Why the New ‘Fantastic Four’ Movie Will Be a Hit for Fox

Even though the first attempt at launching "Fantastic Four" as a movie franchise failed, the results will be different this time.

Apr 2, 2014 at 12:37PM

The last attempt to launch a Fantastic Four franchise by Twentieth Century Fox (NASDAQ:FOX) was brought down not by a super villain but by something that has defeated countless films -- bad timing.

The movie with its light, playful tone, bright colors, and cast of vaguely familiar mostly TV stars was released on July 8, 2005, three weeks after Christopher Nolan's Batman Begins changed public perception as to what a superhero film could be. That meant that while public interest in the Fantastic Four characters was high, the actual film was sure to disappoint and kill the franchise before it even started. It's similar to how the rise of Nirvana made '80s hair metal bands look insincere. There was nothing wrong with Fantastic Four but it was a pre-Batman Begins living in a post Batman Begins world.

With its upcoming reboot of the franchise, Fox has a chance to reach the Fantastic Four fans who turned out for the first movie but were disappointed enough to lose interest and send its sequel to lower overall box office.

Fantastic Four was a hit last time

While the 2005 movie was not the hit Fox may have hoped for, it actually did almost as well as Batman Begins, taking in $330 million in global box office while the Dark Knight's film took in $374 million worldwide, according to Box Office Mojo. Four also had an estimated $100 million budget  to Batman's $150 million, IMDB reported. Neither was The Avengers, but both Fantastic Four and Batman Begins were successful.

Where things went wrong was 2007's Fantastic Four: Rise of the Silver Surfer, which kept most of the now clearly out-of-tune elements from the first movie, taking in only $289 million globally. By comparison, the second Batman film, The Dark Knight, crossed the billion-dollar mark at the global box office.

The cast is not a problem

There has been a fair amount of Internet chatter over the decision to cast Michael B. Jordan as Johnny Storm/The Human Torch because the comic book version of Storm is not black, which Jordan is. The character is also the brother of Sue Storm/The Invisible Woman, who will be played by the decidedly white Kate Mara. Though this particular story line "problem" can be explained away easily enough (mixed-race parents, adoption) the controversy should help the new film. If there was any audience question that the 2015 Fantastic Four is a reboot -- not a sequel -- some fanboy casting outrage will take care of that.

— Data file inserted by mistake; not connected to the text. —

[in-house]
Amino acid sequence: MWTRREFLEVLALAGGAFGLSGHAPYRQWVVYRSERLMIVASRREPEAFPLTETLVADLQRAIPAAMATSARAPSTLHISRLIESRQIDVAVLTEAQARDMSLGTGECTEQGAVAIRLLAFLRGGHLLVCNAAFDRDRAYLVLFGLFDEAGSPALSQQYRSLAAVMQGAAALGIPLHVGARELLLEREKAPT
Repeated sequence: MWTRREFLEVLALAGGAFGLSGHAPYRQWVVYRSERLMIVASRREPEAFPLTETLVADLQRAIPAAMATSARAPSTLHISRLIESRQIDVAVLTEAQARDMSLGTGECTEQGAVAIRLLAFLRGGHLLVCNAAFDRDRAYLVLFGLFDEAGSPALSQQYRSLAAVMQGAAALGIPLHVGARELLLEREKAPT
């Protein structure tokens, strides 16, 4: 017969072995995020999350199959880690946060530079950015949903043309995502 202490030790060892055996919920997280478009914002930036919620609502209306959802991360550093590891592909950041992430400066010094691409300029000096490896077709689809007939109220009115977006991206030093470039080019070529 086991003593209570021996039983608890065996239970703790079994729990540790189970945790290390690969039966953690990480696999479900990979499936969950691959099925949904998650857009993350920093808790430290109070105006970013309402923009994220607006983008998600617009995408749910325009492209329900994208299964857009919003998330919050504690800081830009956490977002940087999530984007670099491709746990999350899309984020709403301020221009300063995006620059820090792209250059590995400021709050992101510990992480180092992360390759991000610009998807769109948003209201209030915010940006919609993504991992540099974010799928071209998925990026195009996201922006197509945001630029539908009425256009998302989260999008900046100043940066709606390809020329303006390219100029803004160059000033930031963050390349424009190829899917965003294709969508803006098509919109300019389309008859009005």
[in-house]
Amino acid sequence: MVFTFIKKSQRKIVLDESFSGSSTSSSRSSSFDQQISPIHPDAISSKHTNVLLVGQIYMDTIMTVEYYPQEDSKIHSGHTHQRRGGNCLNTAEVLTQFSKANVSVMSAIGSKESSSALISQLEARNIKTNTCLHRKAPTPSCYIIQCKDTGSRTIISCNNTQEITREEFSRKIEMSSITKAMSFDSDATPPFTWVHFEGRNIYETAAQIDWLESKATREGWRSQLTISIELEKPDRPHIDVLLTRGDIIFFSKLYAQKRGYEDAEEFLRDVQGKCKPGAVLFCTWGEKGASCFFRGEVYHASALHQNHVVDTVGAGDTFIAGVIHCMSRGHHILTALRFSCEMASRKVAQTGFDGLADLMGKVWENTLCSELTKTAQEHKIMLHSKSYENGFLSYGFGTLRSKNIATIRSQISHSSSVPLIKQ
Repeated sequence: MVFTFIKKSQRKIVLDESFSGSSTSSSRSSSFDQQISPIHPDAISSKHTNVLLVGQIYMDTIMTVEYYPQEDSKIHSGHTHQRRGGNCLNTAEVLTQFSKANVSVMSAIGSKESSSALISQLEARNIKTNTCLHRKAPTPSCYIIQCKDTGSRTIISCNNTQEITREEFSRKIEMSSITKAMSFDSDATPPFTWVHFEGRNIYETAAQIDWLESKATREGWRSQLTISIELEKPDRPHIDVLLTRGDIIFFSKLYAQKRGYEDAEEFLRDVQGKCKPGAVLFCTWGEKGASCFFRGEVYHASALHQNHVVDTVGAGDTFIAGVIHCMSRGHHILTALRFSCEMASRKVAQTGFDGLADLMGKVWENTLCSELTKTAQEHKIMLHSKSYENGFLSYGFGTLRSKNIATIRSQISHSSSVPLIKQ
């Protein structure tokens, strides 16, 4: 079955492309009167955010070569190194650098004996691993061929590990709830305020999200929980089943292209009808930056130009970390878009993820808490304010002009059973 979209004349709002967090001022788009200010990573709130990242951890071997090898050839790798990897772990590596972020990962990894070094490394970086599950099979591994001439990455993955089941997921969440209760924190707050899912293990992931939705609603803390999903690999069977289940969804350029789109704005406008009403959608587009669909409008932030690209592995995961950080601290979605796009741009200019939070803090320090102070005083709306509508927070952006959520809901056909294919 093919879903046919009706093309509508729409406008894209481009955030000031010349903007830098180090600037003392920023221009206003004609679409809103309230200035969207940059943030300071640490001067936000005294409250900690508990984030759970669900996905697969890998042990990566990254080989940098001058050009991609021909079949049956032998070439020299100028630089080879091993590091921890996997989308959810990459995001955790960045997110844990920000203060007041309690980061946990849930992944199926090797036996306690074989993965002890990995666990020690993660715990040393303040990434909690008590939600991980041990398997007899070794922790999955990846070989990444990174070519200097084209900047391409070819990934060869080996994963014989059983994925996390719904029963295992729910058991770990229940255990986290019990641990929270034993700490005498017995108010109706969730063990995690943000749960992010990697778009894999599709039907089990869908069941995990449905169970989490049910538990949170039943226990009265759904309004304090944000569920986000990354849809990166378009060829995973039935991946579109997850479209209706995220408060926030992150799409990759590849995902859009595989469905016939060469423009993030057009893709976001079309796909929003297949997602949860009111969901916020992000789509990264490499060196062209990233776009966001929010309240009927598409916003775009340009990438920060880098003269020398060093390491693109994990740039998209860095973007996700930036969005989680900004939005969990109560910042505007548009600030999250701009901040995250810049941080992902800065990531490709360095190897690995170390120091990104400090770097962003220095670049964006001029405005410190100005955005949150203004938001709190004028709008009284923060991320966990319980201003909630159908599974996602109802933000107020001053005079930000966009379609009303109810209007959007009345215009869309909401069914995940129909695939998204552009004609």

More important than the controversy is that the first film had only one semi-legitimate movie star in the core cast -- Jessica Alba, who is more a famous person who appears in movies than a movie star. The rest of the previous Four and the villain, Dr. Doom, were played by either unknowns (Chris Evans as The Human Torch well before his Captain America fame) or established TV actors, like Michael Chiklis who played The Thing.

The new movie will star Miles Teller, Jamie Bell, Mara, and Jordan who are either rising movie stars (with Jordan's career being particularly ascendant) or edgy stars of breakout hits (Mara stars in Netflix's (NASDAQ: NFLX) House of Cards). The cast of the first movie felt like it was a well-stocked TV movie of the week, whereas the new film has a cast that makes it feel like an event film -- a young, hip take on The Avengers cast.

"The new cast may not be household names or A-listers, but in terms of a next-generation 'best of class,' it can't be beat," The Hollywood Reporter wrote when the casting became public.

Fantastic Four will be a hit

When the first FF film was released it was not only pre-Batman trilogy, it was also pre-Iron Man. The public demand for and acceptance of big-ticket superhero films has grown exponentially. Avengers did $1.5 billion in global box office -- and as long as your movie does not star The Hulk, north of $400 million has become common for superhero films. The first Fantastic Four showed that the public has an interest in these characters and if that film had been better -- or even released a few months sooner -- it might have been closer to a $500 million hit.